• Both the tide and wind substantially impact the water renewal of the marina. The transition from spring to neap tides significantly decreases the water renewal while the presence of the wind enhances it, in particular for west and south directions.
  • In the marina, physical processes responsible for the water renewal are generally more affected by the tidal phase than in its surrounding bay.
  • The influence of the wind is less significant in the marina than in the system bay-marina.
  • The water renewal is relatively homogeneous over the water column even with the effect of the wind (data not shown).
  • As shown by the study of RT, the Floating Structures (FS) particularly decreased the water renewal in the most sheltered parts (SE basin), but they also generally increase it in the most exposed parts of the marina (NE basin). The study of both ET and IFT showed that they do not alter the circulation significantly outside the marina and thus, slightly affect the return-flow in the marina.
  • The return-flow has been consistently represented both in a Lagrangian and Eulerian way. Its information is a relevant indication of the circulation processes occurring outside the marina. Without wind, return-flow in the marina is amplified by neap tides that generate significant trapping of the water masses at the scale of the bay. Both ET and IFT results showed that return-flow was a key parameter in the dynamics of water renewal in the marina.
  • The return-flow is very sensitive to the wind action and the trapping processes happening in the bay can be drastically reduced. Wind enhances the dispersion of water masses away from the bay and thus decreases the return-flow in the marina. Powerful west winds (15 ms−1), typical of winter conditions, can generate a near-zero return-flow.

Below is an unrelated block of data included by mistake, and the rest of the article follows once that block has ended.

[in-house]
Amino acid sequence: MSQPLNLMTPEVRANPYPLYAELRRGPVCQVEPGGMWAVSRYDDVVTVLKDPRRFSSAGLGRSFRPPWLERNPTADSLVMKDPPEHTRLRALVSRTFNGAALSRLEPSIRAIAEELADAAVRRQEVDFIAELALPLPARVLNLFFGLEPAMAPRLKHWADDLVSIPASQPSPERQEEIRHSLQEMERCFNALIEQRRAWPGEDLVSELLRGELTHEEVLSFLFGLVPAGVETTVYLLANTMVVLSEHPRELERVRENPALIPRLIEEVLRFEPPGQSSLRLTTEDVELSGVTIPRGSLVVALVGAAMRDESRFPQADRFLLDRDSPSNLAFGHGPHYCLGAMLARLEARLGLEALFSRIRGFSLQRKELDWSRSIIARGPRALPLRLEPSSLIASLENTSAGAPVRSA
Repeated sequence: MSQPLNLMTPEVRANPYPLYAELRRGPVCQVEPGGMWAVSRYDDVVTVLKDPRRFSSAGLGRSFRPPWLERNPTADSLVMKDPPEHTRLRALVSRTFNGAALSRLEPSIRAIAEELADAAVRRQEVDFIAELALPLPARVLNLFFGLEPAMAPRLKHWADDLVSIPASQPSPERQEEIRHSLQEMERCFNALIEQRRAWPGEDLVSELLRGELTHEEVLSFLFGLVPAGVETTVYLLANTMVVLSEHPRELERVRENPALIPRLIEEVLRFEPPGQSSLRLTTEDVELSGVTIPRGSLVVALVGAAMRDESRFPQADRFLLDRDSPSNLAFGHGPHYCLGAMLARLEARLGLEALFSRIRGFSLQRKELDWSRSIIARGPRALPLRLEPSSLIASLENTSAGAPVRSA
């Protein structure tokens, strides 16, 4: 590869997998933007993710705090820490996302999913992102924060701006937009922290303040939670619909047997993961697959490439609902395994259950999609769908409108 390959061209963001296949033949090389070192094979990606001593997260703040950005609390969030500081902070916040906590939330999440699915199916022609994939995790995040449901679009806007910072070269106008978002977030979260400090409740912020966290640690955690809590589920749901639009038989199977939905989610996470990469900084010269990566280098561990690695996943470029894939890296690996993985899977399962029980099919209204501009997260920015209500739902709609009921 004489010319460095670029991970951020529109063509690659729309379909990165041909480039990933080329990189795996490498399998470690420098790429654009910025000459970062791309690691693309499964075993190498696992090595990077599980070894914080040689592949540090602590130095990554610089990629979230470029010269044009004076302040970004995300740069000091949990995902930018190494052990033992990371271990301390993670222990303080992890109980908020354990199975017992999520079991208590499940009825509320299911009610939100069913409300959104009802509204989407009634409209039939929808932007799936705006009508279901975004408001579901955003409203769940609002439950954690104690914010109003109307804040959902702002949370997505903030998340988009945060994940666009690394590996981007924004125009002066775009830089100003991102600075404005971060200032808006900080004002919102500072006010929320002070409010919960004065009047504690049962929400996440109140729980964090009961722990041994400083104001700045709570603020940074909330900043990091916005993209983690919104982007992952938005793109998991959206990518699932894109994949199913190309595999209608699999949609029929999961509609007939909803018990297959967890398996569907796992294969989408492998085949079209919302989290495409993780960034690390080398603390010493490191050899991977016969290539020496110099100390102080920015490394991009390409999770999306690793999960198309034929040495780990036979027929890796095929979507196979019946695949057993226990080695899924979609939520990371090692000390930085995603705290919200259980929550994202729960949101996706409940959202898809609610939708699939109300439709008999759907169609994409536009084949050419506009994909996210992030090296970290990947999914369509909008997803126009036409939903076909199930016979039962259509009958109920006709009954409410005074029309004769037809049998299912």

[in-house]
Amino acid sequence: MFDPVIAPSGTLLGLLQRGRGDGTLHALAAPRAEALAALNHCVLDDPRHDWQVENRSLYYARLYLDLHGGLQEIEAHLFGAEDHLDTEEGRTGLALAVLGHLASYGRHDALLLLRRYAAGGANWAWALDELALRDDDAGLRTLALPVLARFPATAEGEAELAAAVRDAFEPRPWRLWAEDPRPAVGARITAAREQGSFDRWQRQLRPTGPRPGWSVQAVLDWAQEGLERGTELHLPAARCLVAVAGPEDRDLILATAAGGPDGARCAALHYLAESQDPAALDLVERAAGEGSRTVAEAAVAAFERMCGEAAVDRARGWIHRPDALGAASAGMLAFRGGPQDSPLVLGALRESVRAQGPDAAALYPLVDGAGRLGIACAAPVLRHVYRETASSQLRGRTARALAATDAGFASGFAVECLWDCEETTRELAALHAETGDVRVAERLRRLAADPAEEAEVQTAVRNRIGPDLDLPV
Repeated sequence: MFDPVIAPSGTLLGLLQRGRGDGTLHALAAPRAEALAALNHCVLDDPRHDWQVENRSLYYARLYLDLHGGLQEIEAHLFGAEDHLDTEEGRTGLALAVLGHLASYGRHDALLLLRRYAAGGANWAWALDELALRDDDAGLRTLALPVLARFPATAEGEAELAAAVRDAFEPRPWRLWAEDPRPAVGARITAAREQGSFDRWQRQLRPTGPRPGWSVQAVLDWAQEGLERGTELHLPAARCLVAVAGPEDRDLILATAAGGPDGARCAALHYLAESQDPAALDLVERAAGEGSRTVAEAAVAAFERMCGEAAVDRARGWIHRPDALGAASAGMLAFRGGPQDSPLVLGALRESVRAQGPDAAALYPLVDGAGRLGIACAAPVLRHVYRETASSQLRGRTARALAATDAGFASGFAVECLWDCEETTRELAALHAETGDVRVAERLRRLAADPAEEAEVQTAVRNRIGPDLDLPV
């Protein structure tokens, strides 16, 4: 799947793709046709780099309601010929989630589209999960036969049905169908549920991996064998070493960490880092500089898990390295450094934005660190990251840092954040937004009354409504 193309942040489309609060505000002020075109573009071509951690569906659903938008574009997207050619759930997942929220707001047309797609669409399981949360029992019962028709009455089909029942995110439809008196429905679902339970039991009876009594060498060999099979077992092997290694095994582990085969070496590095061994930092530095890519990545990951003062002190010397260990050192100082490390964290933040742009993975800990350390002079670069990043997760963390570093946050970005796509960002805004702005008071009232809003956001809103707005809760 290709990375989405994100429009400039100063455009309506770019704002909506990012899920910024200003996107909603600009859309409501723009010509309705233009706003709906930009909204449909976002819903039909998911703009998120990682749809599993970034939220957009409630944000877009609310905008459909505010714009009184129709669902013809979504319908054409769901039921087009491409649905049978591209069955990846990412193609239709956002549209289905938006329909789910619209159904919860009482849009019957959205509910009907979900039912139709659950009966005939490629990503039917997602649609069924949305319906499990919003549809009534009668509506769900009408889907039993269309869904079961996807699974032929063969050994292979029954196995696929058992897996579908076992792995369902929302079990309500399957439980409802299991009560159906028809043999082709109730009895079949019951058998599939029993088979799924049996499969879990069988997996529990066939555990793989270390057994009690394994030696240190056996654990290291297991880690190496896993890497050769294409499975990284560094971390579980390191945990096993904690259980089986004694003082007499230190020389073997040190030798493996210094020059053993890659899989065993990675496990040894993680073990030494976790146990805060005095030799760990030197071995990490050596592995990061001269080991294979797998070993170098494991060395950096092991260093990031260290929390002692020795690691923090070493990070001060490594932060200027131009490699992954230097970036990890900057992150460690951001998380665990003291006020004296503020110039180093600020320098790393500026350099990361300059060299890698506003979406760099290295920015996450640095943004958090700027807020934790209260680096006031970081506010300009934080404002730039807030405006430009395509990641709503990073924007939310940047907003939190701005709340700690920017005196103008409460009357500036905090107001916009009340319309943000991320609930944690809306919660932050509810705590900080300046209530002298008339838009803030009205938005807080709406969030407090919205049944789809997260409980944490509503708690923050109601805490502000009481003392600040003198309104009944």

• Without wind, return-flow is amplified by neap tides that generates significant trapping.
Given the importance of the return-flow in the region of interest, we should point out that tracer mass and particles dispersion directly depend on the size of the computational domain [27,72]. We assumed the latter to be sufficiently large enough not to affect the tracer mass and the behaviour of the particles used in the definition of the water transport timescales.
The use of only one transport timescale (IFT) enabled to thoroughly describe the renewal processes occurring in the marina but also between the marina and its local environment. This parameter is less sensitive to the tidal phase release moment than RT, displays less chaotic patterns than ET and RT and offers the possibility to compute the return-flow efficiently through the tidal prism method. However, the comparison with Lagrangian timescales allowed us to detail the physical processes responsible for the renewal and to assess the consistency of the results. It underlines the need to cross-reference complementary methods and also puts forward some methods employed to address questions in a wide range of scientific domains.